Tension Overflows on a Croatian Beach in the Stunning Debut Feature 'Murina'

Watch an exclusive clip from the new film executive produced by Martin Scorsese.

When director Antoneta Alamat Kusijanović worked with the young actress Gracija Filipović on the 2017 short film Into the Blue, something clicked. “It was like hormones and the actual coming-of-age happening in front of my eyes in this natural setting that was in conflict with this inner nature and inner dangers,” Kusijanović says. “There was so much life coming onto film. I felt that’s a gold mine, ‘I want to portray this in a feature film,’ so that’s what I did. I decided to write a feature film for her, specifically.”

The result is Murina, a spectacular debut feature that opens this week at New York’s Metrograph before expanding to Los Angeles. In the movie, executive produced by Martin Scorsese, Filipović plays Julija, a teen who lives on a remote Croatian island with her angry, demanding father and deferential mother. She’s a natural in the water-Filipović is a professional swimmer-and scours the sea for eels with her dad, but watches rowdy tourists with quiet longing from afar. When an old friend of her parents Javier (Cliff Curtis) comes to visit, she sees a potential for a life away from the oppressive isolation of this otherwise gorgeous locale.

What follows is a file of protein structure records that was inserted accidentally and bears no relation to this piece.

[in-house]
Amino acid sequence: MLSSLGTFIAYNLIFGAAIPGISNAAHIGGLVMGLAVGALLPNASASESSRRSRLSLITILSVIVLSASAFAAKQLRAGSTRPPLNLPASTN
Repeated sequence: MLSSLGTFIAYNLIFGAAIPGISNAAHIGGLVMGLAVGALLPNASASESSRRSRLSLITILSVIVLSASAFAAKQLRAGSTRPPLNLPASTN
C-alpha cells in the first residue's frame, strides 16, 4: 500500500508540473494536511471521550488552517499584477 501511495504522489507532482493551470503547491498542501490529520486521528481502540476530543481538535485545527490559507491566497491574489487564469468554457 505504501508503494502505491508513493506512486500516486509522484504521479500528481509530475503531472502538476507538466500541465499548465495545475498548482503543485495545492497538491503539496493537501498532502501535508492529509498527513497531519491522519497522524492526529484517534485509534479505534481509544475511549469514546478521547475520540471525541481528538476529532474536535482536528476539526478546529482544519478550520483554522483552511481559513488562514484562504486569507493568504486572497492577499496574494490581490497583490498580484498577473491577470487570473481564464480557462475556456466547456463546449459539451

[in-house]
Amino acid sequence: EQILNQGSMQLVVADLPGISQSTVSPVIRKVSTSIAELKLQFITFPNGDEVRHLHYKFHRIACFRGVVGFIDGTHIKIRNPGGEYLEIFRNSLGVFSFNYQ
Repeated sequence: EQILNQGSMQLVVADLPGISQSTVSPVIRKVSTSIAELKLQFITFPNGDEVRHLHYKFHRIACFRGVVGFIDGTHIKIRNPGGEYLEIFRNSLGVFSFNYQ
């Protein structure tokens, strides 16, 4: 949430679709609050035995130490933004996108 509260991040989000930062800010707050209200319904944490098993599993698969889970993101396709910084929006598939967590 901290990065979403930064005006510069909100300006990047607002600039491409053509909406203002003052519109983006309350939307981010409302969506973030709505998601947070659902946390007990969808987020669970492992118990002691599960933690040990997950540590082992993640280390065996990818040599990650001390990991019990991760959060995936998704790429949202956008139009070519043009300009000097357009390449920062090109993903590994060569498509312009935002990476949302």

In an exclusive clip, you can see the dance between Julija and Javier over breakfast. Javier is still deeply in love with Julija’s mom, and Julija is infatuated with Javier in a way that may or may not be sexual. He seduces her with talk of the fancy boarding school his kids attend, and his understanding of love. She’s dreamy eyed, but it’s unclear what she most desires: Him? Or his life? “There’s something about foreigners coming into a country where nothing much changes. They always bring a certain allure of the world, of the best is yet to come,” Kusijanović explains. “That type of energy coming to a young woman confused about who she is, where she’s heading, the relationship with her father, the relationship with her mother, who is very close to her age, is confusing to such a character and she does not know what she wants from this relationship. She wants everything out of it.”

Kusijanović grew up in Dubrovnik, but spent summers on an island not unlike the one depicted on screen, and was careful in how she wanted to shoot the landscape along with cinematographer Hélène Louvart. “We were very aware that when characters are within this space, they’re imprisoned,” she says. “That this place is hostile, naturally, physically, to its natural architecture.” What results is a film where the white of the rocks and the blue of the water is vaguely threatening, the way Julija’s father is. Through Filipović’s performance you can feel the way she itches to escape on your skin. It’s mesmerizing and a little bit terrifying.

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Esther Zuckerman is a senior entertainment writer at Thrillist. Follow her on Twitter @ezwrites.


Where to Celebrate Lunar New Year 2023 in Australia